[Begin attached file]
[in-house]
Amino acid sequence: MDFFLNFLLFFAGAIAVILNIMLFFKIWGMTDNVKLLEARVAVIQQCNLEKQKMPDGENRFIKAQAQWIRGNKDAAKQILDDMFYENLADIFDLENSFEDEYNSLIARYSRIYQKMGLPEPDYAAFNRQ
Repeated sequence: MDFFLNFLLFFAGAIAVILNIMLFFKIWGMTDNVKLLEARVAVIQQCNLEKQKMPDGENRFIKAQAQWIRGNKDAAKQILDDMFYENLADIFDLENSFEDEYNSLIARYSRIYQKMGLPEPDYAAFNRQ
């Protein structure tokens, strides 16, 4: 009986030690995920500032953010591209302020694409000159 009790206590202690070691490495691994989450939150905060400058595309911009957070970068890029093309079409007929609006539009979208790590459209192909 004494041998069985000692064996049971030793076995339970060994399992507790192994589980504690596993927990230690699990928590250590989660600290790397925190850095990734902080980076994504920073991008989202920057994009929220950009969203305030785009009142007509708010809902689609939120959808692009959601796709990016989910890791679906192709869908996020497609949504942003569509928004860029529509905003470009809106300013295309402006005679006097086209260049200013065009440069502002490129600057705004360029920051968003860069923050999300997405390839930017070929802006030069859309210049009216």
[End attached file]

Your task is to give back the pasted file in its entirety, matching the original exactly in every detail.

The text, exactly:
[in-house]
Amino acid sequence: MDFFLNFLLFFAGAIAVILNIMLFFKIWGMTDNVKLLEARVAVIQQCNLEKQKMPDGENRFIKAQAQWIRGNKDAAKQILDDMFYENLADIFDLENSFEDEYNSLIARYSRIYQKMGLPEPDYAAFNRQ
Repeated sequence: MDFFLNFLLFFAGAIAVILNIMLFFKIWGMTDNVKLLEARVAVIQQCNLEKQKMPDGENRFIKAQAQWIRGNKDAAKQILDDMFYENLADIFDLENSFEDEYNSLIARYSRIYQKMGLPEPDYAAFNRQ
């Protein structure tokens, strides 16, 4: 009986030690995920500032953010591209302020694409000159 009790206590202690070691490495691994989450939150905060400058595309911009957070970068890029093309079409007929609006539009979208790590459209192909 004494041998069985000692064996049971030793076995339970060994399992507790192994589980504690596993927990230690699990928590250590989660600290790397925190850095990734902080980076994504920073991008989202920057994009929220950009969203305030785009009142007509708010809902689609939120959808692009959601796709990016989910890791679906192709869908996020497609949504942003569509928004860029529509905003470009809106300013295309402006005679006097086209260049200013065009440069502002490129600057705004360029920051968003860069923050999300997405390839930017070929802006030069859309210049009216």